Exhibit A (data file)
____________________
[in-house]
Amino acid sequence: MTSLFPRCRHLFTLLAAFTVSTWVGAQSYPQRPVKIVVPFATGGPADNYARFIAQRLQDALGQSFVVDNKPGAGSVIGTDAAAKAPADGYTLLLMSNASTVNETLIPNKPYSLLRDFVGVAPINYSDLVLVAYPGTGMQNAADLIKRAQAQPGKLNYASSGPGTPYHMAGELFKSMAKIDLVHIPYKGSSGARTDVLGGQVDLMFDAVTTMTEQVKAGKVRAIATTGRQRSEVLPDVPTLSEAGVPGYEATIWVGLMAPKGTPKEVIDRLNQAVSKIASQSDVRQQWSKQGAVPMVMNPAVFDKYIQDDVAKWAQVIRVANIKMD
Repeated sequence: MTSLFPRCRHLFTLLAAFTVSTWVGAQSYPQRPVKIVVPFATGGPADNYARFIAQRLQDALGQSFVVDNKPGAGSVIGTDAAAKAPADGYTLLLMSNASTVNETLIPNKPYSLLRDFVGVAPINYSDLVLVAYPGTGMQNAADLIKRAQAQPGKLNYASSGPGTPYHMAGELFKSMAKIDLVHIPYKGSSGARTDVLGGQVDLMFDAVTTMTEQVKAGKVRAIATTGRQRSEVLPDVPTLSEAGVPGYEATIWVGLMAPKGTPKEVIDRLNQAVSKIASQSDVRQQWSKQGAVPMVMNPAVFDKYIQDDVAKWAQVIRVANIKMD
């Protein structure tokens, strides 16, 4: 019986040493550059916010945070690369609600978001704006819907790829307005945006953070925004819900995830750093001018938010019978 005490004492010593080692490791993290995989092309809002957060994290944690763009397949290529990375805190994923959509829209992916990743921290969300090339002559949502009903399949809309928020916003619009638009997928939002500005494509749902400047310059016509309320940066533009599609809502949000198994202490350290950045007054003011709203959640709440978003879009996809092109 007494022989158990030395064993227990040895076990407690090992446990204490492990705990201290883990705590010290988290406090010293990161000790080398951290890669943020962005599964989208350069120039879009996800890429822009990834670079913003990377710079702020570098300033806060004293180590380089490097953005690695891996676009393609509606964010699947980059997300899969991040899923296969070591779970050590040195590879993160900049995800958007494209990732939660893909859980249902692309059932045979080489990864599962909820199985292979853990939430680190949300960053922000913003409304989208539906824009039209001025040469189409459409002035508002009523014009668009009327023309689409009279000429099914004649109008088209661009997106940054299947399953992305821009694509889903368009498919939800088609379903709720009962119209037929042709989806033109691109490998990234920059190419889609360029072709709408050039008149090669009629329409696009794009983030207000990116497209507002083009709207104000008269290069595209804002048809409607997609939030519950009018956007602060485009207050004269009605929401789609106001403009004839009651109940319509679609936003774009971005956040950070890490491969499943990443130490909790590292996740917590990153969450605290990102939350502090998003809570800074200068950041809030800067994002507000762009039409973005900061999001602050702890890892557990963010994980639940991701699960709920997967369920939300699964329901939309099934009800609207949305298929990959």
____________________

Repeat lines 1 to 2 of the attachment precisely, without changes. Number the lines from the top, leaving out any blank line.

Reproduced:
[in-house]
Amino acid sequence: MTSLFPRCRHLFTLLAAFTVSTWVGAQSYPQRPVKIVVPFATGGPADNYARFIAQRLQDALGQSFVVDNKPGAGSVIGTDAAAKAPADGYTLLLMSNASTVNETLIPNKPYSLLRDFVGVAPINYSDLVLVAYPGTGMQNAADLIKRAQAQPGKLNYASSGPGTPYHMAGELFKSMAKIDLVHIPYKGSSGARTDVLGGQVDLMFDAVTTMTEQVKAGKVRAIATTGRQRSEVLPDVPTLSEAGVPGYEATIWVGLMAPKGTPKEVIDRLNQAVSKIASQSDVRQQWSKQGAVPMVMNPAVFDKYIQDDVAKWAQVIRVANIKMD